Prosperity flows from sufficiency – the recognition of enough. When you engage from a sense of your wholeness – rather than a desperate longing to be complete – you feel naturally called to share the resources that flow through your life to serve your highest commitments.
Lynne Twist has spent five decades working in philanthropy, raising hundreds of millions of dollars to end world hunger. In The Soul of Money, she shares her experiences working with the world’s wealthiest and poorest people, and how to live fulfilling lives, both rich and poor must overcome the 3 myths of today’s toxic money culture: “there is not enough, “more is better,” and “that’s just the way it is.”
My Personal Story:
As a Princeton graduate, I have never made more than 6 figures, a source of deep insecurity. Most of my classmates make 10 times my income. I’ve always chased money as I’ve felt like I’ve never “made it.” I read this book to overcome this scarcity mindset. As Lynn says, “When we buy into the premise that more is better, we can never arrive.”
A core message of the book is you are enough.
Lynn repeatedly stresses: what you appreciate appreciates.
“When we let go of trying to get more of what we don’t really need, we free up an enormous amount of energy that has been tied up in the chase. We can refocus and reallocate that energy and attention toward appreciating what we already have, what’s already there, and making a difference with that. Not just noticing it, but making a difference with what we already have. When you make a difference with what you have, it expands.”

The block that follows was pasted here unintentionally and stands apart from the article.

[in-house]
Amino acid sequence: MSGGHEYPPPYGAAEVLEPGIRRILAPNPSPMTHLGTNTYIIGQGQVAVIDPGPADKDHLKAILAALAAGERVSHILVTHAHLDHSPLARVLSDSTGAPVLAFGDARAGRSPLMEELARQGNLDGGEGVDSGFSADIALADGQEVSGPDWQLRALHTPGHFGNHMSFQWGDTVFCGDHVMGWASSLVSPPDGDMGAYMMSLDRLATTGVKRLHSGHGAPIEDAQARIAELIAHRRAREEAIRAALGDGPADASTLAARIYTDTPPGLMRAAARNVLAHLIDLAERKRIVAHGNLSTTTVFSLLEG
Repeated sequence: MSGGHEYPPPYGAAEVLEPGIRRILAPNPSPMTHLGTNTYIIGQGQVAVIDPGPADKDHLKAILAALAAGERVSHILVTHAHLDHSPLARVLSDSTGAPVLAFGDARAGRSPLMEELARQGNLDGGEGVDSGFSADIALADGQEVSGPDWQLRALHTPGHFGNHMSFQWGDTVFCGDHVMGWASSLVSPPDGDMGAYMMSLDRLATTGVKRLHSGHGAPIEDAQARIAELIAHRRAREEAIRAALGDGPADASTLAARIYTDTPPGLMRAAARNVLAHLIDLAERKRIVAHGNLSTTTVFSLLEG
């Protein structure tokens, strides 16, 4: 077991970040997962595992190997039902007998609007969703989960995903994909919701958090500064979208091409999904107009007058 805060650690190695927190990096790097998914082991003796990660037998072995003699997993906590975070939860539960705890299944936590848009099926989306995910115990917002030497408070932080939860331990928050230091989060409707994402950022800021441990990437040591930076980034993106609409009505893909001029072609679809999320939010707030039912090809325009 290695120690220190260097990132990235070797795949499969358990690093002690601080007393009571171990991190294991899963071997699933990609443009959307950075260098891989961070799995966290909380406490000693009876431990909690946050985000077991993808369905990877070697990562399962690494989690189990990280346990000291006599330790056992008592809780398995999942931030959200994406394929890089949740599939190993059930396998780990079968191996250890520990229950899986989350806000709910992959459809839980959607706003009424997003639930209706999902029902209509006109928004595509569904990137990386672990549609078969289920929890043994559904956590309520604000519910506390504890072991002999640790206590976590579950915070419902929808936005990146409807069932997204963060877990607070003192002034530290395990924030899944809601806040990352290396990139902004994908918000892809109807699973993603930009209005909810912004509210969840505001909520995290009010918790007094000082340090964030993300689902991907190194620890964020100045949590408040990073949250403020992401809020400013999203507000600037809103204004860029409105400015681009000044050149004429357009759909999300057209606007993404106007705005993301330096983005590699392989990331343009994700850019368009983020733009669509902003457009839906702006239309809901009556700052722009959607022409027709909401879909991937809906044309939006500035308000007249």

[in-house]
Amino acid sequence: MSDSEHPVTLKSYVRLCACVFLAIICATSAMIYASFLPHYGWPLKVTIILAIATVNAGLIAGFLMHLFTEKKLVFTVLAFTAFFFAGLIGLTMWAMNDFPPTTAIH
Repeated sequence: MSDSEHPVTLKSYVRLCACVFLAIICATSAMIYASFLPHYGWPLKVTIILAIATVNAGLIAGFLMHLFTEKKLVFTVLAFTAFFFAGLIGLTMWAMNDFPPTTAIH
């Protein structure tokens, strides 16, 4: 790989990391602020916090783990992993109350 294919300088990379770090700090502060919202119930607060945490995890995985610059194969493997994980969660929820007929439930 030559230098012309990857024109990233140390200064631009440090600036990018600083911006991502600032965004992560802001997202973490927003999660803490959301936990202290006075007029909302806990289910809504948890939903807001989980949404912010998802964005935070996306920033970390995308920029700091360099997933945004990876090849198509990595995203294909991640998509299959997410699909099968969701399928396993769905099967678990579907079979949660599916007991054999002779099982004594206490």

Pick one of your highest commitments. What can you do right now, with what you have, to serve that commitment?
“In that new way of seeing, the flow of resources in our lives, rather than being something that is constantly escaping our grasp or diminishing, instead becomes a flood of nourishment and something we have the privilege of being trustees of for the moment. Our relationship with money ceases to be an expression of fear and becomes an expression of exciting possibility.”
“If you want a clear picture of your priorities in life, who you are and what you care about, look at your checkbook, your credit-card bills, and bank statement.”
What values does your monthly budget express? Does your money flow to your highest values and commitments? If not, what 1 expenditure can you subtract, add to, or replace?
“Once we began to align our money decisions with these deeper core values and our highest commitments, we experienced a dramatic shift, not only in what we did with our money but also in how we felt about money, about our life, and about ourselves. Eventually, we came to know ourselves not for what we had or owned, but for what we gave; not for what we accumulated, but for what we allocated.”
“I suggest that if you are willing to let go, let go of the chase to acquire or accumulate always more and let go of that way of perceiving the world, then you can take all that energy and attention and invest it in what you have. When you do that you will find unimagined treasures, and heath of surprising and even stunning depth and diversity.”